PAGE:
Erdafitinib receives FDA approval to treat locally advanced or metastatic urothelial carcinoma with FGFR genetic alterations

Platinum-based chemotherapy is the standard first-line treatment for patients with advanced and metastatic urothelial carcinoma (mUC).1,2 However, over 50% of patients are ineligible for cisplatin treatment and those who receive chemotherapy typically progress within a few months.1,2 As such, immune checkpoint inhibitors such as inhibitors of PD-1 and PD-L1 are often used in patients ineligible for cisplatin, as maintenance therapy after platinum-based chemotherapy, or in those with relapsed or refractory disease.1,2 Nevertheless, response rates to such treatments have remained low.1,2 Erdafitinib is a new treatment option recently approved by the United States Food and Drug Administration (FDA) for patients with locally advanced or mUC with selected genetic alterations whose disease has progressed on or after prior systemic therapy.2,3 This approval was granted based on the clinical and overall survival benefit observed in cohort 1 of the phase 3 THOR study.2,3


Alterations in the fibroblast growth factor receptor (FGFR) gene are observed in approximately 20% of advanced or mUC and may function as oncogenic drivers.1 Erdafitinib is an oral selective pan-FGFR tyrosine kinase inhibitor previously shown in a phase 2, single-arm trial to benefit patients with FGFR-altered advanced urothelial cancer who had progression after platinum-containing chemotherapy.1,2 The phase 3, confirmatory, randomized, open-label THOR study compared the use of erdafitinib with chemotherapy in surgically unresectable or mUC patients.1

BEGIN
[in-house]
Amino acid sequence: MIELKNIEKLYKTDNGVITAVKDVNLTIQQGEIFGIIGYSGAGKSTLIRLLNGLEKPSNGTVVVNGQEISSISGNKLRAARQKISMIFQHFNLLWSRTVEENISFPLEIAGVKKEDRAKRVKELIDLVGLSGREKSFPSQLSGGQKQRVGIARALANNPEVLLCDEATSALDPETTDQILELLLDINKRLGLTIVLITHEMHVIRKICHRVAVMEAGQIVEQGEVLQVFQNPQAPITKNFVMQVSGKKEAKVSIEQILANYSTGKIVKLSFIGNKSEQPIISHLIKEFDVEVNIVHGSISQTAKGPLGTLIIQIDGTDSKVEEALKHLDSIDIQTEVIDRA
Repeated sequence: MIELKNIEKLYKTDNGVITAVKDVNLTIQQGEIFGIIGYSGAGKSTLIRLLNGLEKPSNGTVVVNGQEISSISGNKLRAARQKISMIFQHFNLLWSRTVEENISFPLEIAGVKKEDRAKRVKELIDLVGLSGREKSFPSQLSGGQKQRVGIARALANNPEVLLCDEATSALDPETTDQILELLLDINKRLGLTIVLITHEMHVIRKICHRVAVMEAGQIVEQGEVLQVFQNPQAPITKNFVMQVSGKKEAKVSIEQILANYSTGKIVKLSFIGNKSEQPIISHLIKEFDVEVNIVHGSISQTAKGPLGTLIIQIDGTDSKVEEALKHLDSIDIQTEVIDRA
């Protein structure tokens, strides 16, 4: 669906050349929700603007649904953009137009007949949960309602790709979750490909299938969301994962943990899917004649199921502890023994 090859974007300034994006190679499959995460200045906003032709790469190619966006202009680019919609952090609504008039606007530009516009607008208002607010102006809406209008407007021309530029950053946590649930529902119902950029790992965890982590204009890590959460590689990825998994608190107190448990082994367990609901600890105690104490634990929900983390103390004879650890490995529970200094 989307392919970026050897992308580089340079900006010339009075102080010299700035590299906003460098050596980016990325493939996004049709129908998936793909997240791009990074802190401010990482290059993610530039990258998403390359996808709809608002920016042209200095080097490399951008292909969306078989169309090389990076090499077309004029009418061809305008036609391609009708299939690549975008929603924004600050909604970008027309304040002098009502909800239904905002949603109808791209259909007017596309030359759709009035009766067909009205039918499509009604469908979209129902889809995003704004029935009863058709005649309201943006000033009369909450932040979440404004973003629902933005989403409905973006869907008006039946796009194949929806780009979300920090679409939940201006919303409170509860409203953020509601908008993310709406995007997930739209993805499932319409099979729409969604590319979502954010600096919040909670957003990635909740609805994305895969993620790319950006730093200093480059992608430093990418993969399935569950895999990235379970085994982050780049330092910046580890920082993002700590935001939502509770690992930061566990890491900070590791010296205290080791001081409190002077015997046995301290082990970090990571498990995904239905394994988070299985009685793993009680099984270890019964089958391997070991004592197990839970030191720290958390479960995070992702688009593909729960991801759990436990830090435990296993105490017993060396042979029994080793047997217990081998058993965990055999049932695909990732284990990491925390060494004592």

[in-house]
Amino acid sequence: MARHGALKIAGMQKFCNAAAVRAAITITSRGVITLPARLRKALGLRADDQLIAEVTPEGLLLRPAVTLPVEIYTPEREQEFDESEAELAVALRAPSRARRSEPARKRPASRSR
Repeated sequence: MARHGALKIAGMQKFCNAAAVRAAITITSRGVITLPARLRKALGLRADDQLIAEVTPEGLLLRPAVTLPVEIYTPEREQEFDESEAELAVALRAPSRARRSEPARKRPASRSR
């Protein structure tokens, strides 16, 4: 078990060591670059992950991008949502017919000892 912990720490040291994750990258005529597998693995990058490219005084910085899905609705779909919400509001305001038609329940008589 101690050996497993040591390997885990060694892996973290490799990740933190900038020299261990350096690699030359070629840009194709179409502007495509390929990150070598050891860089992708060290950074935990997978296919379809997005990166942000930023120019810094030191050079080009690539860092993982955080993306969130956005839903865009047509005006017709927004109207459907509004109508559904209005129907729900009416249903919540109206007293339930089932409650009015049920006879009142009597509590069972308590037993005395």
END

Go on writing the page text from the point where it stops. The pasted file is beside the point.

The THOR study population included 2 cohorts, both of which included patients with FGFR3/2 alterations (mutation/fusion), who were primarily evaluated on overall survival (OS) with secondary endpoints including progression-free survival (PFS), overall response rate (ORR), and safety.1,4 Cohort 1 assessed erdafitinib (n=136) vs. chemotherapy (n=130) in patients with FGFR­-altered mUC who progressed on or after ≥1 prior treatment that included programmed death-ligand 1 or programmed cell death protein-1 inhibitors [anti-PD-(L)1] in the first- or second-line setting.1,4 Cohort 2 assessed erdafitinib (n=175) vs. pembrolizumab (n=176) in FGFR­-altered mUC patients who had progressed after 1 prior treatment not containing an anti-PD-(L)1 agent.4

The THOR cohort 1 study found a significantly longer median OS with erdafitinib over chemotherapy (12.1 months vs. 7.8 months; HR=0.64; 95% CI: 0.47-0.88; p=0.005), translating to a 36% risk reduction in death.1 This OS benefit was consistently observed across subgroups, including FGFR alteration type, lines of prior treatment, presence of visceral metastasis, and chemotherapy drug.1 The median PFS was also longer with erdafitinib than chemotherapy (5.6 months vs. 2.7 months; HR=0.58; 95% CI:0.44-0.78; p=0.0002).1 The ORR was significantly higher as well (45.6% vs. 11.5%, relative risk=3.94, 95% CI:0.2.37-6.57; p<0.001).1 The safety profiles were consistent with the known profiles of erdafitinib and chemotherapy.1 The adverse events with erdafitinib were mostly manageable with dose modifications and supportive care.1

In summary, the results of this study support the clinical efficacy of erdafitinib which landed its approval by the FDA as a treatment for patients with locally advanced or mUC with susceptible FGFR3 genetic alterations whose disease has progressed on or after at least one line of prior systemic therapy.1 These findings also support molecular testing for FGFR alterations in all patients with mUC to identify those with susceptible FGFR alterations most likely to benefit from this newly approved drug.1

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